Carcinogenesis, Mutagenesis, Impairment of Fertility: Furosemide was tested for carcinogenicity by oral administration in one strain of mice and one strain of rats. A small but significantly increased incidence of mammary gland carcinomas occurred in female mice at a dose 17.5 times the maximum human dose of 600 mg. There were marginal increases in uncommon tumors in male rats at a dose of 15 mg/kg (slightly greater than the maximum human dose) but not at 30 mg/kg.Furosemide was devoid of mutagenic activity in various strains of Salmonella typhimurium when tested in the presence or absence of an in vitro metabolic activation system, and questionably positive for gene mutation in mouse lymphoma cells in the presence of rat liver S9 at the highest dose tested. Furosemide did not induce sister chromatid exchange in human cells in vitro, but other studies on chromosomal aberrations in human cells in vitro gave conflicting results. In Chinese hamster cells it induced chromosomal damage but was questionably positive for sister chromatid exchange. Studies on the induction by furosemide of chromosomal aberrations in mice were inconclusive. The urine of rats treated with this drug did not induce gene conversion in Saccharomyces cerevisiae.Furosemide produced no impairment of fertility in male or female rats, at 100 mg/kg/day (the maximum effective diuretic dose in the rat and 8 times the maximal human dose of 600 mg/day).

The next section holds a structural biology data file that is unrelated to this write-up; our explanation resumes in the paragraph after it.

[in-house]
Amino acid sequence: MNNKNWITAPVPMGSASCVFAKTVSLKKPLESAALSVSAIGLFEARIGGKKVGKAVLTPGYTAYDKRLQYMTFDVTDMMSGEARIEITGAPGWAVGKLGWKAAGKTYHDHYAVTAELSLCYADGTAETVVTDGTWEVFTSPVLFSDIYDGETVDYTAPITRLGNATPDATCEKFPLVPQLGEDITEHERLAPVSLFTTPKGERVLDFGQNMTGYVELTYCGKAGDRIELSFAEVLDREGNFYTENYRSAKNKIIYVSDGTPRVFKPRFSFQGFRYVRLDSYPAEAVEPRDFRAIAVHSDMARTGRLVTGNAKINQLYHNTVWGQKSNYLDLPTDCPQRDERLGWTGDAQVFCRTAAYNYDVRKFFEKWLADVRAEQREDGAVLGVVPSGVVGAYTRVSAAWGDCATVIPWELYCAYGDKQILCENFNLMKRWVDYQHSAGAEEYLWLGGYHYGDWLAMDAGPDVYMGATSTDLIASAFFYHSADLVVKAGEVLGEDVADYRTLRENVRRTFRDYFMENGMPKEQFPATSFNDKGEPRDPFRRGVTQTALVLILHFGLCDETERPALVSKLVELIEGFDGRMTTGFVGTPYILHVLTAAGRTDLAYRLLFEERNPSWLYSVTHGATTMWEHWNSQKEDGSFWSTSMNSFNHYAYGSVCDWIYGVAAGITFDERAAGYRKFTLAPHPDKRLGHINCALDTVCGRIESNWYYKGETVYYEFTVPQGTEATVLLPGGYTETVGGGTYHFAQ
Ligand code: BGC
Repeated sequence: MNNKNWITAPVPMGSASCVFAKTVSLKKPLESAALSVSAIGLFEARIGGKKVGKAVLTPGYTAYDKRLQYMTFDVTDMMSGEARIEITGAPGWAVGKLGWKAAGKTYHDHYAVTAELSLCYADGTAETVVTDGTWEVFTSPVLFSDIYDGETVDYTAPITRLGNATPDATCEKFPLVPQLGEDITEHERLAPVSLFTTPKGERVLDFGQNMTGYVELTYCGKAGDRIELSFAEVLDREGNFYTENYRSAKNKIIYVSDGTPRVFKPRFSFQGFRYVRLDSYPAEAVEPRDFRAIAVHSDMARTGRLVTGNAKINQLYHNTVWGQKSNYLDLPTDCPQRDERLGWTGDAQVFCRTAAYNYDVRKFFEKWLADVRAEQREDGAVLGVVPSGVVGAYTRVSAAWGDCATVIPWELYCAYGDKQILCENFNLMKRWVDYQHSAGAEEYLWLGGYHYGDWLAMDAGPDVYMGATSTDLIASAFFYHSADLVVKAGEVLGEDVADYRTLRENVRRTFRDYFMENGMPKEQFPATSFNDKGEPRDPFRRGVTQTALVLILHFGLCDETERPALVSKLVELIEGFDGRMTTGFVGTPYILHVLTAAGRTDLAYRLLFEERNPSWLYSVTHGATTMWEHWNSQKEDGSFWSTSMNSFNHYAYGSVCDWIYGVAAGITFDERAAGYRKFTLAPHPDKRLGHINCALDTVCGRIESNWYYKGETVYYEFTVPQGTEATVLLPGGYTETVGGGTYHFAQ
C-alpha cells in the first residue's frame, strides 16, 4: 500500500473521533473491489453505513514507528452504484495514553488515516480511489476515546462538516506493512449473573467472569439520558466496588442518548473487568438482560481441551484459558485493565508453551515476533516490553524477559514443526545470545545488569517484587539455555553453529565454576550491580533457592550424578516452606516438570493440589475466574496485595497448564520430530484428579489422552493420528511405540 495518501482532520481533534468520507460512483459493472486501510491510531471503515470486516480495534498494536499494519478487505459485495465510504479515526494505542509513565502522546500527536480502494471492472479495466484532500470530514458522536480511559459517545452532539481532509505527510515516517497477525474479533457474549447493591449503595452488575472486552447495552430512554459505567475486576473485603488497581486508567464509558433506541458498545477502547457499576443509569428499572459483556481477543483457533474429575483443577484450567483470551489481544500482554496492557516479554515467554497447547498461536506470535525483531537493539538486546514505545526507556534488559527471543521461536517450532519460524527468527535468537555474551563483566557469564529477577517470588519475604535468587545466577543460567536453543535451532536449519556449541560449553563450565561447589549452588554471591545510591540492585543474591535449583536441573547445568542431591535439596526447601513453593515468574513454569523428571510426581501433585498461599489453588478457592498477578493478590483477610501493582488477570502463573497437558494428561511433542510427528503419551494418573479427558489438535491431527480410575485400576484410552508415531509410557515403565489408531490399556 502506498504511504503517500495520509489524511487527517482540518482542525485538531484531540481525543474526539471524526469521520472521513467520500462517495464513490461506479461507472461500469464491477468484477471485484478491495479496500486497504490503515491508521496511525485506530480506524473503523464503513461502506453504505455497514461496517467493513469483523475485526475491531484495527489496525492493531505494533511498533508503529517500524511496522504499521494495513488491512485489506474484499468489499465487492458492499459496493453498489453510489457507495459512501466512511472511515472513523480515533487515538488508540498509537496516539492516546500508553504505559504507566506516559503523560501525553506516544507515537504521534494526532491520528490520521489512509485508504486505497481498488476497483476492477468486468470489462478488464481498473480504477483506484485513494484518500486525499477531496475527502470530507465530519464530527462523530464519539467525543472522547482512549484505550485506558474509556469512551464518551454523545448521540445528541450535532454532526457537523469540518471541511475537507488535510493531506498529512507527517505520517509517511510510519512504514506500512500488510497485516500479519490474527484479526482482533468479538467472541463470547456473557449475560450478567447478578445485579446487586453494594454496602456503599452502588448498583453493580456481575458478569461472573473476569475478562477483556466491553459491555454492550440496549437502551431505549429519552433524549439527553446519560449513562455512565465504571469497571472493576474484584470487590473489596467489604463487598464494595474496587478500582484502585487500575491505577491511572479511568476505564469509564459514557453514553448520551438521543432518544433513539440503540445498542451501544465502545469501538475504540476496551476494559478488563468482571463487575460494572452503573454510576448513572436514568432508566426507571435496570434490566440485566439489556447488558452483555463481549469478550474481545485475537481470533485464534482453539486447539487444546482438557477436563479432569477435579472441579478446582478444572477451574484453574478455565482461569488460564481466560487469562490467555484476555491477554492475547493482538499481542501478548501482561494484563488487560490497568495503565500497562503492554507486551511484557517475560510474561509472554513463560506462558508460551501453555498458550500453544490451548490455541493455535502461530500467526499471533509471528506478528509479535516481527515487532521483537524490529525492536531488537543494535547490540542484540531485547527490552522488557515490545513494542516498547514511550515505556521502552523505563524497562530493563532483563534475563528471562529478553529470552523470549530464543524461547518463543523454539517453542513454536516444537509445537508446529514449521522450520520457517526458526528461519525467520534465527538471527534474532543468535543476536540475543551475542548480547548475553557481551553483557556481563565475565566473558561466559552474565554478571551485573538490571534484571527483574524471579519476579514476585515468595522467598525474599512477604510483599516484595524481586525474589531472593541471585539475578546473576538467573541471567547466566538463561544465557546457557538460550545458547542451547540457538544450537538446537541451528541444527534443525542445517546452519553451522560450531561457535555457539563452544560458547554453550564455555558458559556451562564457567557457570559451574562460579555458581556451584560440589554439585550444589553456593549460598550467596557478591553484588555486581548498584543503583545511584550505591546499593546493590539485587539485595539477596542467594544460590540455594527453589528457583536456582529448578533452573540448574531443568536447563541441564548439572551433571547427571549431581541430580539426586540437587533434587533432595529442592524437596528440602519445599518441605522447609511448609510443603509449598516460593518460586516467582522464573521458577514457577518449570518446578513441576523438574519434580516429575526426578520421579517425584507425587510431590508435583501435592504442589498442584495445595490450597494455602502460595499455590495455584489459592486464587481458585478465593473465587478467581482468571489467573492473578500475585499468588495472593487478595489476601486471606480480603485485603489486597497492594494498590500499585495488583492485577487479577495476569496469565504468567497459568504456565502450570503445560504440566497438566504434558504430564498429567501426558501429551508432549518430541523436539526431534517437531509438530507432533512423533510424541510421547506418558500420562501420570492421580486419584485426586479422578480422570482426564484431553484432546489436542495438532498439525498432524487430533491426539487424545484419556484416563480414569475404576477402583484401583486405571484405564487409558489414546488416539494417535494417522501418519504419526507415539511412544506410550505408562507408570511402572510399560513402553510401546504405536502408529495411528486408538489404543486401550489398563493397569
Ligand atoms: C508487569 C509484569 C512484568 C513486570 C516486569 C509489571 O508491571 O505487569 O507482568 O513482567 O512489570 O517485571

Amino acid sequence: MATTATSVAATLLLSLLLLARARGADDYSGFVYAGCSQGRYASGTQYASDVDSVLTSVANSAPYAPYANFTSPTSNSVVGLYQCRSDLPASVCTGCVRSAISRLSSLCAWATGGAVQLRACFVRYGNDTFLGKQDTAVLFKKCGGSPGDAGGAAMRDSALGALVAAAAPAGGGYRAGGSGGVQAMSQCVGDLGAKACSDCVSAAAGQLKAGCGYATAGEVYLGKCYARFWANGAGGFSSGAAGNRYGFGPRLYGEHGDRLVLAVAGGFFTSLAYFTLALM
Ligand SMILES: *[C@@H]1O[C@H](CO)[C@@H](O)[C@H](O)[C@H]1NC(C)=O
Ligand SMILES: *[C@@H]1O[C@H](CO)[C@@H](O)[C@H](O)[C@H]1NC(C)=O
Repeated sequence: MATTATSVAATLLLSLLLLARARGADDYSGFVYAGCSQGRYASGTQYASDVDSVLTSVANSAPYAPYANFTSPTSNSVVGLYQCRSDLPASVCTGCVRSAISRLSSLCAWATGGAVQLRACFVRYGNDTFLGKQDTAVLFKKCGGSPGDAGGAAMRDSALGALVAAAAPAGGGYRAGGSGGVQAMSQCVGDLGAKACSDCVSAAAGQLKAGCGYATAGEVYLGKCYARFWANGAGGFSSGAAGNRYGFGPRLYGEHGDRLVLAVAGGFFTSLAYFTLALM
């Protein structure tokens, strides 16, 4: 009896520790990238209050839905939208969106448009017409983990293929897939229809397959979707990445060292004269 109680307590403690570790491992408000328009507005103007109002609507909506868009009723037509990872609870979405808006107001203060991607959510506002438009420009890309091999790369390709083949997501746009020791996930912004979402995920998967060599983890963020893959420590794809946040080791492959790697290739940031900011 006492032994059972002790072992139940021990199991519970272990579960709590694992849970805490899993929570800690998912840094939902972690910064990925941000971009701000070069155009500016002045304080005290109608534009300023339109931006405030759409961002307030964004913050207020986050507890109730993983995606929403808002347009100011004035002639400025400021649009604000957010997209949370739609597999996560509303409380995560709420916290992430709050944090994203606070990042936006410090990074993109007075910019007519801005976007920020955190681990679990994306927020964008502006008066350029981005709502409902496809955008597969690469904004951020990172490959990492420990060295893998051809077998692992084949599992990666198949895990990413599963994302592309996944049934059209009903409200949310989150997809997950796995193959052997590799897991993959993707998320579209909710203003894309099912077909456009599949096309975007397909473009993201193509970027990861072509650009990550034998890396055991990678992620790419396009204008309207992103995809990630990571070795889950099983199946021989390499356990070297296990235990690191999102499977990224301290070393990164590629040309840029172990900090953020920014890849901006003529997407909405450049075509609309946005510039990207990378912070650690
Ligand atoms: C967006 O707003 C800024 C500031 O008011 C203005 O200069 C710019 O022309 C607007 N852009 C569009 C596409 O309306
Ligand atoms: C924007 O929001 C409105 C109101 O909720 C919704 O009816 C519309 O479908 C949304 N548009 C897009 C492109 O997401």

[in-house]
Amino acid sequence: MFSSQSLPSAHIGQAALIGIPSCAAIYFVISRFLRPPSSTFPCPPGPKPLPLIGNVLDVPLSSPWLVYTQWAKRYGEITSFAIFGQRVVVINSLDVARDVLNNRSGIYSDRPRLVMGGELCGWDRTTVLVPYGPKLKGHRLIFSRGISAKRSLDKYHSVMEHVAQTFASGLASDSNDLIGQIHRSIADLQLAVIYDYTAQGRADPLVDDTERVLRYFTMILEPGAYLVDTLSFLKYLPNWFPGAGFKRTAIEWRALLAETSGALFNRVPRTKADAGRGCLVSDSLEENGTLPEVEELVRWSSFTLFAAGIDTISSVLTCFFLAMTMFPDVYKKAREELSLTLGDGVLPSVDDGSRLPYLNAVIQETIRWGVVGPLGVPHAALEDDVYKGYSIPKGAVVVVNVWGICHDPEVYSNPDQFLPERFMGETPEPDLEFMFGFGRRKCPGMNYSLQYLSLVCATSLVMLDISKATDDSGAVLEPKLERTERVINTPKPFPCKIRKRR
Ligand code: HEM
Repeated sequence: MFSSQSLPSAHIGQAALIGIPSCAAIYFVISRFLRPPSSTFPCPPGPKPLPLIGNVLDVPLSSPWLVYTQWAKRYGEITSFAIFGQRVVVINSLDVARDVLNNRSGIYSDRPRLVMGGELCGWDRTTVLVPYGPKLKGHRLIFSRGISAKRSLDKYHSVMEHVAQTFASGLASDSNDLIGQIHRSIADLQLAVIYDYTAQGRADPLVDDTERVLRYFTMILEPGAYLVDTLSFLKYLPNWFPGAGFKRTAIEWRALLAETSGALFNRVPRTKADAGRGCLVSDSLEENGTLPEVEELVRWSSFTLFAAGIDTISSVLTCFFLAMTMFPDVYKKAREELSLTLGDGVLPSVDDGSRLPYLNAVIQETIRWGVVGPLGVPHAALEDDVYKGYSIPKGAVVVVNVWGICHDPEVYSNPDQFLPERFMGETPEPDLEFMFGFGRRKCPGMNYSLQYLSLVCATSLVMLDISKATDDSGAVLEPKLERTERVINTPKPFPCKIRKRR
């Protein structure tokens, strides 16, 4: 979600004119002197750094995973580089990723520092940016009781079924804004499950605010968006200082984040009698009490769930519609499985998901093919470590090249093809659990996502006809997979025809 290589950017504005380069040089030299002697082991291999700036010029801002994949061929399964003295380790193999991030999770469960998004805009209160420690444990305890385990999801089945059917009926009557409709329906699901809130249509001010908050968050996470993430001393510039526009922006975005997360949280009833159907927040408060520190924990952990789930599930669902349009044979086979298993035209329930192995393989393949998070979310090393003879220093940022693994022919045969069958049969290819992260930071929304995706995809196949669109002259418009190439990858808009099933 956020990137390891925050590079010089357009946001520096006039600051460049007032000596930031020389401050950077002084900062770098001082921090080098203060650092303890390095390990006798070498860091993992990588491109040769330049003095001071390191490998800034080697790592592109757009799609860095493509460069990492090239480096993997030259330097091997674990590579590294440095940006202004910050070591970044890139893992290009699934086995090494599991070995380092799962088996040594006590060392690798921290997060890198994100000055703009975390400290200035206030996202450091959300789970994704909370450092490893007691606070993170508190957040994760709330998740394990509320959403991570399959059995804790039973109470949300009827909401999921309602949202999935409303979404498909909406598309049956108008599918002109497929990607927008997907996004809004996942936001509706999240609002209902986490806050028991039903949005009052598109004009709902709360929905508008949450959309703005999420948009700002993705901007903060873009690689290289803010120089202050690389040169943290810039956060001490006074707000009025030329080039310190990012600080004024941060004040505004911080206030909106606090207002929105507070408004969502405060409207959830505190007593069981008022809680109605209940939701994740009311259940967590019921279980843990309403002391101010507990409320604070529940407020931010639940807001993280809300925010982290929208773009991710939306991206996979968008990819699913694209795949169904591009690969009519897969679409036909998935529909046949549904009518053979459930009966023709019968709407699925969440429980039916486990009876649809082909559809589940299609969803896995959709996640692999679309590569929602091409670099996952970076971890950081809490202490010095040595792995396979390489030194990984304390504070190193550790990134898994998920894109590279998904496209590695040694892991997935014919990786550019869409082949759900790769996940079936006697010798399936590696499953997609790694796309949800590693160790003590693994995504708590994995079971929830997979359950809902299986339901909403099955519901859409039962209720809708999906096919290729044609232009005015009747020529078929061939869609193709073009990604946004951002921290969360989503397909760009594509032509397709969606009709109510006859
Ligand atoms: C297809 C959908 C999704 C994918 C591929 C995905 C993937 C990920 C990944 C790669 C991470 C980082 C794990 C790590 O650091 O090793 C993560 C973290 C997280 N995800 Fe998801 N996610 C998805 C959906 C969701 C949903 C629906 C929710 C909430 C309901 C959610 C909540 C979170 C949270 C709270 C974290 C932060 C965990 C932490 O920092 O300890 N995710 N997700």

Pregnancy